Incorrigible. That’s the only term I can come up with. It does not matter how many times Dave Hunt does the theological and scholarly equivalent of a face-plant as he is refuted and shown to be in simple error over and over and over again. He just refuses to learn.
Hunt has now released a new book on Calvinism, A Calvinist’s Honest Doubts Resolved by Reason and God’s Amazing Grace. The e-book is already ready for download, which is how I have seen it. I am happy to say I am once again one of the main targets, as I am cited a number of times. Indeed, I have to wonder how the Calvinist pastor in this “fictional” conversation came to be named “Pastor Jim.” In any case, the book, barely 100 pages in length, is meant to be a “user friendly” work on Calvinism in the form of a dialogue. Of course, I find that format quite useful. I used it in my recent work on sola scriptura in fact.

Just a couple of quick notes, then a challenge for Mr. Hunt.

First, don’t worry about any new “Hebrew original of Acts 13:48” stuff. A quick search of the entire book reveals Acts 13:48 is not once cited or discussed. Not much of a shock there.

Hunt once again cites the same passage from Spurgeon that has been explained to him dozens of times before where Spurgeon, in defining and defending particular redemption (limited atonement) refers to the fact that Calvinists do not believe in any limitation on the merit of Christ’s sacrifice, only that He makes it with the intention of saving the elect alone. Hunt simply refuses to accept correction or learn from his previous widely publicized mistakes. He refuses to admit a mistake. In What Love is This? Hunt said that in this passage Spurgeon was “unequivocally” denying limited atonement. Now note how he introduces the passage:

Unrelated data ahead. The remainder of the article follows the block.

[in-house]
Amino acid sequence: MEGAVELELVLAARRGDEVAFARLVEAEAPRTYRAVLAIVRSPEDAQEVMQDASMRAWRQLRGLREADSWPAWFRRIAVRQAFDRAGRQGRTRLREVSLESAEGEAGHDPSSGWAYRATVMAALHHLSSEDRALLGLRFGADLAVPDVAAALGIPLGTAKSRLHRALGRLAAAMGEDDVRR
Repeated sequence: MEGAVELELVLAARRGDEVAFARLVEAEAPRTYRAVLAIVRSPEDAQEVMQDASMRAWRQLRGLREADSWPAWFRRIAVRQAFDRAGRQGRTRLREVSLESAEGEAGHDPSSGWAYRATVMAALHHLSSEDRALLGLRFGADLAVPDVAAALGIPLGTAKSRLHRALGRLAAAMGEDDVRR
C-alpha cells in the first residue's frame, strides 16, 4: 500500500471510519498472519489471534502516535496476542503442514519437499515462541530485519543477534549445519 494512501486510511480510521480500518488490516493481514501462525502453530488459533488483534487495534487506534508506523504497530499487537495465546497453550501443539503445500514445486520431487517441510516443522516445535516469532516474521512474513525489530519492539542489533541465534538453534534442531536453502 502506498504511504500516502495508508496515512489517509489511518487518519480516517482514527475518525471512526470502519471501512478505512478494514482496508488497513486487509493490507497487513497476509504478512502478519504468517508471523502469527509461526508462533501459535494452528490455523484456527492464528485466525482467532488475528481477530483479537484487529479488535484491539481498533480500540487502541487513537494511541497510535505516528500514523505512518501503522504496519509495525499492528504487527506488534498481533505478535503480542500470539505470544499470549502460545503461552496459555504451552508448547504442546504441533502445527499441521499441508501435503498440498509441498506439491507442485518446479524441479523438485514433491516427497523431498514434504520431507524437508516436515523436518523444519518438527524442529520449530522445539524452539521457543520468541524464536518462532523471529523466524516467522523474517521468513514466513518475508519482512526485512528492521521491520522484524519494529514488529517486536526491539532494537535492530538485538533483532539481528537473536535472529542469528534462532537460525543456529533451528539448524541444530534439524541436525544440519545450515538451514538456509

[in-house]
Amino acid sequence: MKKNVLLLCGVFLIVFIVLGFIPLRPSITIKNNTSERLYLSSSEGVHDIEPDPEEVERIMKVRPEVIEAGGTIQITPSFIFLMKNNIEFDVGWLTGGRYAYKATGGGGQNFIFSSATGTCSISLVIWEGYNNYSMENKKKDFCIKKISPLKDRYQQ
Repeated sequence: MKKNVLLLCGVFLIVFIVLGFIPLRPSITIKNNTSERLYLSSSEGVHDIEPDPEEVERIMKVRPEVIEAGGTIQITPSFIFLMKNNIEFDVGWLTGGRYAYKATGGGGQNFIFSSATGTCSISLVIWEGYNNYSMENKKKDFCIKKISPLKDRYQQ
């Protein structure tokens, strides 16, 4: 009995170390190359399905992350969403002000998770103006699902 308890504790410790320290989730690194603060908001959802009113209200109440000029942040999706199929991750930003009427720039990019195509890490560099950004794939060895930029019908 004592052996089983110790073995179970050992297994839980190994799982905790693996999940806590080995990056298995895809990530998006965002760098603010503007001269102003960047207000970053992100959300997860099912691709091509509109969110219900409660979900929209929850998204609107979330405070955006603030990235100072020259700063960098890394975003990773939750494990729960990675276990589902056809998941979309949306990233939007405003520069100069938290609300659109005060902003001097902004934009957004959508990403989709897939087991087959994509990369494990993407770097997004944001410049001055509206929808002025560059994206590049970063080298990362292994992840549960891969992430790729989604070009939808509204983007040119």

Spurgeon himself, so often quoted by Calvinists to support their view, was torn between his evangelist’s heart, which desired the salvation of all, and his Calvinistic beliefs. At times he seemed to reject Limited Atonement, though he often firmly preached it. Sometimes he seemed to contradict himself almost within the same breath:

Once Spurgeon “unequivocally” denied limited atonement, now he “often firmly preached it.” And the error? Well, it was Spurgeon’s fault, see, not Hunt’s. The comparison of all the various changes Hunt has been forced to make over the course of his recent crusade against Reformed theology would be most interesting. You just won’t find him saying, “I was wrong.”